In general, bankruptcy options are available to help protect individuals from overwhelming debt. Chapter 7 bankruptcy is one option for individuals who qualify under the means test that can help them enjoy debt relief and a fresh financial start and future. Chapter 7 bankruptcy allows an individual filing for bankruptcy to eliminate debts by liquidating non-exempt assets to repay them.
Though Chapter 7 is a liquidation bankruptcy process, some assets are exempt from the bankruptcy process during a Chapter 7 bankruptcy. Exempt assets are assets that fall into certain categories, or a wild card category for assets that do not fit into other categories or exceed the limit allowed, and are subject to certain limits. The Chapter 7 liquidation bankruptcy process begins with the filing of a bankruptcy petition. Once the filing party has filed a bankruptcy petition, and automatic stay goes into effect that protects the filing party from collection actions by creditors while the process proceeds.
Following the filing of the Chapter 7 bankruptcy petition, the filing party must provide the bankruptcy court with a schedule of assets and liabilities; a schedule of current income and expenses; a statement of financial affairs and information concerning any executory contracts or unexpired leases. Additional requirements also apply depending in the filing status of the filing party, for instance, as a consumer or otherwise. The next major step in the process is the meeting of the creditors, and the final step in the process is ordinarily a discharge of the filing party's debts.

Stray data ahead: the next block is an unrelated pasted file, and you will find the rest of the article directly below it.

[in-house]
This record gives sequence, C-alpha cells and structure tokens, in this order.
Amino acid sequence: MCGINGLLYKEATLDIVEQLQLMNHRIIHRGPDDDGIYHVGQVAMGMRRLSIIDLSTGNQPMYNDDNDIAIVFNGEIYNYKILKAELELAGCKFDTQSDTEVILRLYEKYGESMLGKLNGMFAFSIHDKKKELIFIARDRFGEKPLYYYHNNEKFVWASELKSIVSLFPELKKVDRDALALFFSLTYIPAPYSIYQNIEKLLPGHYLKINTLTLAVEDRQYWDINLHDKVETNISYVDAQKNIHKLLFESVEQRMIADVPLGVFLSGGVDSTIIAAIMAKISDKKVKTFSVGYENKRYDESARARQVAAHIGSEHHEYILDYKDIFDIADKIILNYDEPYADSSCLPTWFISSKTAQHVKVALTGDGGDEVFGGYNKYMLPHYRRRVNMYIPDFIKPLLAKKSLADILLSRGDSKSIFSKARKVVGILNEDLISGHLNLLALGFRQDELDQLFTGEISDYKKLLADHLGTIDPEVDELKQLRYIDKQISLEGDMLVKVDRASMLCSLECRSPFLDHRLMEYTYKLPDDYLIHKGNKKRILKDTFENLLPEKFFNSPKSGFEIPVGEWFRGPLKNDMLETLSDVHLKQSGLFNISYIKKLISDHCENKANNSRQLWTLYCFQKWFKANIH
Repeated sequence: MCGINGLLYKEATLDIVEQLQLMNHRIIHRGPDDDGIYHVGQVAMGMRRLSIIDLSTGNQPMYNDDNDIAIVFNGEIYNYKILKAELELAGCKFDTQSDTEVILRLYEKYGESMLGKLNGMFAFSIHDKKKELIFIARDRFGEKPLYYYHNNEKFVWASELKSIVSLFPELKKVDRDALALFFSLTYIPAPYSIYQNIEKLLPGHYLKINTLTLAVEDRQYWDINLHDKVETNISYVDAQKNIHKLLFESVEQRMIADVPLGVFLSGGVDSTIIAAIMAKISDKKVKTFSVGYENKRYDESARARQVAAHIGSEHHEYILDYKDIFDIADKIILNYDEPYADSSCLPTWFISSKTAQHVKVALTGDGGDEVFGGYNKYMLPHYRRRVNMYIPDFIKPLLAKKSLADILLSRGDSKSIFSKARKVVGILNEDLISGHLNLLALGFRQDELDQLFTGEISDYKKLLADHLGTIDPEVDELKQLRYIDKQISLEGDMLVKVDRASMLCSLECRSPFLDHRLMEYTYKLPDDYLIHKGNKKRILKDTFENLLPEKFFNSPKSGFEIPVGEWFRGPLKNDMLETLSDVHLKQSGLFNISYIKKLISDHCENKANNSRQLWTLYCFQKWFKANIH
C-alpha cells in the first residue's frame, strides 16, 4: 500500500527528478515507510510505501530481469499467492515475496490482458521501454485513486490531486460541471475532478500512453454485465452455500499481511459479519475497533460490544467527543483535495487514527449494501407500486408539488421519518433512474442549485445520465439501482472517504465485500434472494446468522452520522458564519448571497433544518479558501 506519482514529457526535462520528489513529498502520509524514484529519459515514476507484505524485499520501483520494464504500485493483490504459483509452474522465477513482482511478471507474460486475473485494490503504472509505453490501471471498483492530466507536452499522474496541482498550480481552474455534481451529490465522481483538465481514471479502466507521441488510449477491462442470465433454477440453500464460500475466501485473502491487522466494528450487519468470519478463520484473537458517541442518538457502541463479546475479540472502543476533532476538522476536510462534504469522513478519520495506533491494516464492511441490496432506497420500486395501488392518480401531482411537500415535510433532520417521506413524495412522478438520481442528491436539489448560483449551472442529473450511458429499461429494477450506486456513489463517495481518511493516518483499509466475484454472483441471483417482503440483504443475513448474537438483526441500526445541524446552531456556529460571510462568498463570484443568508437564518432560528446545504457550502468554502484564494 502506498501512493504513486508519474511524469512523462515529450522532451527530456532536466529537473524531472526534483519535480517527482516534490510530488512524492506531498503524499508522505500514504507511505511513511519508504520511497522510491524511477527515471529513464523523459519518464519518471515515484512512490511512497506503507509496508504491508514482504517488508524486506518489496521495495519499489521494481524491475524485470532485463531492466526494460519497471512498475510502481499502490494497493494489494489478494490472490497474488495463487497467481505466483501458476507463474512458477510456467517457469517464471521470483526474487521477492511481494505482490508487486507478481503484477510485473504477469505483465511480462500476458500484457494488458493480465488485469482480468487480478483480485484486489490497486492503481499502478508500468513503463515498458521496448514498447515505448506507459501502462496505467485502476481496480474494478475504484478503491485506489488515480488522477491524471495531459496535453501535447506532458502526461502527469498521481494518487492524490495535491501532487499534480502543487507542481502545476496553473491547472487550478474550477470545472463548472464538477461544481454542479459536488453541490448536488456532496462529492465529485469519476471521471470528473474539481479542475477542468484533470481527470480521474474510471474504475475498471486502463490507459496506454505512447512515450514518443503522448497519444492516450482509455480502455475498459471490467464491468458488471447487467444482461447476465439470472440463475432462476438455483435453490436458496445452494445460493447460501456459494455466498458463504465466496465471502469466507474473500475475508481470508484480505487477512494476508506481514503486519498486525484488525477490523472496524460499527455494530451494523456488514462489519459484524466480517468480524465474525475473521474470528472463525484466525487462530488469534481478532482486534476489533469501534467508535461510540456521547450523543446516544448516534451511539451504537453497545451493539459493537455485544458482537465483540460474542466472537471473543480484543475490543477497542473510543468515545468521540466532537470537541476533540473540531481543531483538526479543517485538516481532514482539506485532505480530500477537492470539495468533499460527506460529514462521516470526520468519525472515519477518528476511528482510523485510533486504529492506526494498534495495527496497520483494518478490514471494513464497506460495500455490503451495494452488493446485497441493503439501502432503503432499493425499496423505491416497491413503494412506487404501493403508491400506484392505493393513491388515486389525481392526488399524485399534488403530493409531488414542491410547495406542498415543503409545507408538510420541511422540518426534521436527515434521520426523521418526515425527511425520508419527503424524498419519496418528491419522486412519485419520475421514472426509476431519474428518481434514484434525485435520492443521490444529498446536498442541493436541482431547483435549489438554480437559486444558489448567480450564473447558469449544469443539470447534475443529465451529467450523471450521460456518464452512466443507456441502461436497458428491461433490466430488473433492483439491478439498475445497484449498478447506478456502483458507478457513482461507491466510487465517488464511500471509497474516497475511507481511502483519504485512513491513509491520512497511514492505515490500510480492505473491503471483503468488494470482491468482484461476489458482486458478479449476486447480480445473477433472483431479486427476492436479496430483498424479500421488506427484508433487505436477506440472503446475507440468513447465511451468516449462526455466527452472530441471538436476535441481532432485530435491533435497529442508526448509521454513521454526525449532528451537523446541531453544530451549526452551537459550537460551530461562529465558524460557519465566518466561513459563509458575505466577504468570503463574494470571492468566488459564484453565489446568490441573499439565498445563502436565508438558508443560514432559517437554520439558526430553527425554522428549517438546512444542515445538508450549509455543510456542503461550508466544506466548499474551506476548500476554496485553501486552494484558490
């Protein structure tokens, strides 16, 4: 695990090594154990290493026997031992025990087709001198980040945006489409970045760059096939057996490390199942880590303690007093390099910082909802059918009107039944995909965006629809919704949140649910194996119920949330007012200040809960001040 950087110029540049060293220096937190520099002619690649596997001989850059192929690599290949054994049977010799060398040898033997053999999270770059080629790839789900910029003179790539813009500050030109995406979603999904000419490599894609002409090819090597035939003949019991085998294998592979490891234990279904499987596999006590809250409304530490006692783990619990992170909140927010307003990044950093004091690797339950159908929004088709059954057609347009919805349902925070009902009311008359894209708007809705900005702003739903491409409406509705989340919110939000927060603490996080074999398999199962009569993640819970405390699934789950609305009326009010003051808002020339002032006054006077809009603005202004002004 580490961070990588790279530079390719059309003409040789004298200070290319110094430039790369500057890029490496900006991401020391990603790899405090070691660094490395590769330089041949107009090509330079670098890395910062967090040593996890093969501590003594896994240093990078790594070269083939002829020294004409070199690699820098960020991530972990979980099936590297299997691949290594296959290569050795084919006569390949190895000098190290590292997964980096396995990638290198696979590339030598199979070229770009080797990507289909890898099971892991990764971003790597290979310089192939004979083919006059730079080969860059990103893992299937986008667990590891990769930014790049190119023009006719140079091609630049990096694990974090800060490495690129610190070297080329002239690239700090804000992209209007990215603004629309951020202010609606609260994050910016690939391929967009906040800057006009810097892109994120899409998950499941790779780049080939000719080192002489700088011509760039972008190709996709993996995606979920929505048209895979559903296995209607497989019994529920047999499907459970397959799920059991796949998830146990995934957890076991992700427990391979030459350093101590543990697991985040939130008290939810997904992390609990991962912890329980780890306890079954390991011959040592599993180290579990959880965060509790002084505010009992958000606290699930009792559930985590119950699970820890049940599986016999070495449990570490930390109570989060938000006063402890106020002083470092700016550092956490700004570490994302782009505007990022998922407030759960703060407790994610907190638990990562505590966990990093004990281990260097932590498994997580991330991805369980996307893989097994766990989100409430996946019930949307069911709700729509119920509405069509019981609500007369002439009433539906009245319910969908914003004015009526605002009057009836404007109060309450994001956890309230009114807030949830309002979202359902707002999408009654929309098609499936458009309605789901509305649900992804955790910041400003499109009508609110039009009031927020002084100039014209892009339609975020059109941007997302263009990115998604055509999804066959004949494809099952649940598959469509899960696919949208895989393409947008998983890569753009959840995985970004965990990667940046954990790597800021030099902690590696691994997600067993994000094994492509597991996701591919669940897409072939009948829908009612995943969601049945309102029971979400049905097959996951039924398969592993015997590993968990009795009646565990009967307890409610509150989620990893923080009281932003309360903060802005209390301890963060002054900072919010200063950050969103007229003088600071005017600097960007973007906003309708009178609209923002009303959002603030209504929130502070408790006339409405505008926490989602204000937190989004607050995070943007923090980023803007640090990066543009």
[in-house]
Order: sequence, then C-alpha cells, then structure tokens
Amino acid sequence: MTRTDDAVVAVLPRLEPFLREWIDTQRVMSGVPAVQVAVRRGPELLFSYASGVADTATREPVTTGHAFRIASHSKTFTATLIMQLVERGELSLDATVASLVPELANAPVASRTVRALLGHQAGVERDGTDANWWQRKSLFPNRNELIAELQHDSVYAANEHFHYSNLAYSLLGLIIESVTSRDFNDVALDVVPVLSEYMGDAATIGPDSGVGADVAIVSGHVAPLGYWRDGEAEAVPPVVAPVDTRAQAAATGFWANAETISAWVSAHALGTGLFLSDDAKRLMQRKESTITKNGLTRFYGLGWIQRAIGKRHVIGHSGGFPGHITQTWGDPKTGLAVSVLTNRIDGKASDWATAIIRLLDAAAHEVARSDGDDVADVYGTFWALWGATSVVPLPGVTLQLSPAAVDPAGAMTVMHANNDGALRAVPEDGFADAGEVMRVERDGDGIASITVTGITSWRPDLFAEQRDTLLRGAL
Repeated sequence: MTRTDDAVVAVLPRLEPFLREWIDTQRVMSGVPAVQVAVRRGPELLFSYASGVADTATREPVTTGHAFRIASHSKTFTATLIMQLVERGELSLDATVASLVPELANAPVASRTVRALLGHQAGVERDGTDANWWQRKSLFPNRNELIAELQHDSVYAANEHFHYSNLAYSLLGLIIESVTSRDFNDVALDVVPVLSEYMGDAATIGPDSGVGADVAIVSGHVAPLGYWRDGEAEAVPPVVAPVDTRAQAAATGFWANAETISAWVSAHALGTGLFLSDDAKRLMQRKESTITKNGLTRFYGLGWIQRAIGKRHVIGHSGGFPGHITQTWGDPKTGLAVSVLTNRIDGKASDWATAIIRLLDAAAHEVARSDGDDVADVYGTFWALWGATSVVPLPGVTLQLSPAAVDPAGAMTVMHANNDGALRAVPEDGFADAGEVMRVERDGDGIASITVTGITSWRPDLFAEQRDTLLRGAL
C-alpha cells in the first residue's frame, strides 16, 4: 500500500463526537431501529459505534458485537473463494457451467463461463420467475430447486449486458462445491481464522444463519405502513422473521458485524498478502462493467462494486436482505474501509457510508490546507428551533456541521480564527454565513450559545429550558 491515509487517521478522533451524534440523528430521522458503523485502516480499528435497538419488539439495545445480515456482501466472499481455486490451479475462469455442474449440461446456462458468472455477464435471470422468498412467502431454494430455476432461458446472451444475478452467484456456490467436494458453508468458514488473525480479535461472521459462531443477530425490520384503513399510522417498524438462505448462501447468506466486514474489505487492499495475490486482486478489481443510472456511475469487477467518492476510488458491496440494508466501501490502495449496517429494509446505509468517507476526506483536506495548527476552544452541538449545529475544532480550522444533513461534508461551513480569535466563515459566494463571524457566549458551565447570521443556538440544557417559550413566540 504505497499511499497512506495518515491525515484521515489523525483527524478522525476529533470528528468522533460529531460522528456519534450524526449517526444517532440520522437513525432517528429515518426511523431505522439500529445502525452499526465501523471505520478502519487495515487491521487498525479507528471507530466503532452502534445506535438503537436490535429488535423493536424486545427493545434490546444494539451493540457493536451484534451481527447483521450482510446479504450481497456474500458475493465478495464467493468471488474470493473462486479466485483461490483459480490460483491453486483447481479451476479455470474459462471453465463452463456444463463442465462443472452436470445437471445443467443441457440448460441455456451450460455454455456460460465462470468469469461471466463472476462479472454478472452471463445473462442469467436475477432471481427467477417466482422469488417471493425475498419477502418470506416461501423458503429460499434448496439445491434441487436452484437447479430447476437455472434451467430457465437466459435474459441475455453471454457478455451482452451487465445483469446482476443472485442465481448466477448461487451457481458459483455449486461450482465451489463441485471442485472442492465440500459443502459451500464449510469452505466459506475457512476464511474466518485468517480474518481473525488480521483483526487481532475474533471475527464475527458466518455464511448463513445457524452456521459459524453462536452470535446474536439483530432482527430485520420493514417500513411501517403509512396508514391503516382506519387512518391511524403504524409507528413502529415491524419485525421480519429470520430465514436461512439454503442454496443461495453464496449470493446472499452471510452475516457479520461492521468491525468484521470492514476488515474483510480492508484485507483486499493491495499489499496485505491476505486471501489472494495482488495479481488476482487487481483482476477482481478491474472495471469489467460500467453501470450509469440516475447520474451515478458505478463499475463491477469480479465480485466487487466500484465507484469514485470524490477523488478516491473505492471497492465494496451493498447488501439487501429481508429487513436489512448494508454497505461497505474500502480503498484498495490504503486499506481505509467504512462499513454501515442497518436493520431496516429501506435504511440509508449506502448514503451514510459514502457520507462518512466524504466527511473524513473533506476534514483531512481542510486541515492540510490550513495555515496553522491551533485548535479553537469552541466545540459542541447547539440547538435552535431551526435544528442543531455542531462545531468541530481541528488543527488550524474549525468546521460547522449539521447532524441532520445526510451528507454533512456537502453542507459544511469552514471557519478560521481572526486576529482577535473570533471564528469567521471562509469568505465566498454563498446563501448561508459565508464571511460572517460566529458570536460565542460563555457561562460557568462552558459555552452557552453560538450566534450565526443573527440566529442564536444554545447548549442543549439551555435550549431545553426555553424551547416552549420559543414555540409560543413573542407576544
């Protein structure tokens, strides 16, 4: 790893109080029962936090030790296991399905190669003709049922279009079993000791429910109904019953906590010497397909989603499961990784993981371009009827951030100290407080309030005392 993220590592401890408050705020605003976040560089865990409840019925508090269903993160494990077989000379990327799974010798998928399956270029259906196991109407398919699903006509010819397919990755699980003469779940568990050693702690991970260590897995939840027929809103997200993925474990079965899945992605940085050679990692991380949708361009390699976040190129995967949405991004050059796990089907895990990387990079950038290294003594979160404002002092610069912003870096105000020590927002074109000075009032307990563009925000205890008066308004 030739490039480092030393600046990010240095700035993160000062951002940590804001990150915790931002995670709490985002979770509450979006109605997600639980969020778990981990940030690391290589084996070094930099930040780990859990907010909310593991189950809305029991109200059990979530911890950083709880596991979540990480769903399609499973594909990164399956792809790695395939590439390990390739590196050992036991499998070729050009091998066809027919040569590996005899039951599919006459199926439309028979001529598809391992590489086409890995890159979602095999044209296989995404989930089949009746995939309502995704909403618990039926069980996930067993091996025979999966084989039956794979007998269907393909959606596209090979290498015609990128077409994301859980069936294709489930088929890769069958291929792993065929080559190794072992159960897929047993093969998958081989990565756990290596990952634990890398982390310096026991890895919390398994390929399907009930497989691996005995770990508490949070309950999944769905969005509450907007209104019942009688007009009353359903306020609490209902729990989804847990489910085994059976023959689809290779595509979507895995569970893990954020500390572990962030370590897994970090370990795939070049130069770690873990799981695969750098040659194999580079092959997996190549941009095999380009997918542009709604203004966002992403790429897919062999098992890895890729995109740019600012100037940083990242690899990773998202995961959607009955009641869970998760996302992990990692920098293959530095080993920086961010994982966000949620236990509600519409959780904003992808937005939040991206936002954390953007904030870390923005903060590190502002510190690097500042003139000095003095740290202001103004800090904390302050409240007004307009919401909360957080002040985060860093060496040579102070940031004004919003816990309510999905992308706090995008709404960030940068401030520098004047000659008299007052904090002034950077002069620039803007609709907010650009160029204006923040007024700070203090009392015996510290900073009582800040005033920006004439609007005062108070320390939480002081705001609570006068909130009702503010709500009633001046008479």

The Chapter 7 bankruptcy process includes many important details at each phase of the process, so it is necessary to be educated concerning what the overall process includes. It can be worth it, though, for individuals struggling with overwhelming debt to be familiar with the bankruptcy protections and resources available to them to help them enjoy debt relief.
Source: Bankruptcy.findlaw.com, "Chapter 7: How it Works," Accessed Nov. 29, 2016